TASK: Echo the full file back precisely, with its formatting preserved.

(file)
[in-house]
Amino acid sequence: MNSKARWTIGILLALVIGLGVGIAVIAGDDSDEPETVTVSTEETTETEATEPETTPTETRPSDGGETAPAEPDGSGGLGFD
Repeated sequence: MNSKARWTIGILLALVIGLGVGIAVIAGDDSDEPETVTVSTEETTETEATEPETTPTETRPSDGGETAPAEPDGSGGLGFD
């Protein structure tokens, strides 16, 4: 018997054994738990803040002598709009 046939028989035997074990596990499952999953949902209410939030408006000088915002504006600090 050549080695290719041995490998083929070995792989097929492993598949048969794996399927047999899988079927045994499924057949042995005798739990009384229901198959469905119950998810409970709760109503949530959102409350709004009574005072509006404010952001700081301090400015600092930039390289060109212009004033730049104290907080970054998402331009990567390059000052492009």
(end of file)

[in-house]
Amino acid sequence: MNSKARWTIGILLALVIGLGVGIAVIAGDDSDEPETVTVSTEETTETEATEPETTPTETRPSDGGETAPAEPDGSGGLGFD
Repeated sequence: MNSKARWTIGILLALVIGLGVGIAVIAGDDSDEPETVTVSTEETTETEATEPETTPTETRPSDGGETAPAEPDGSGGLGFD
């Protein structure tokens, strides 16, 4: 018997054994738990803040002598709009 046939028989035997074990596990499952999953949902209410939030408006000088915002504006600090 050549080695290719041995490998083929070995792989097929492993598949048969794996399927047999899988079927045994499924057949042995005798739990009384229901198959469905119950998810409970709760109503949530959102409350709004009574005072509006404010952001700081301090400015600092930039390289060109212009004033730049104290907080970054998402331009990567390059000052492009």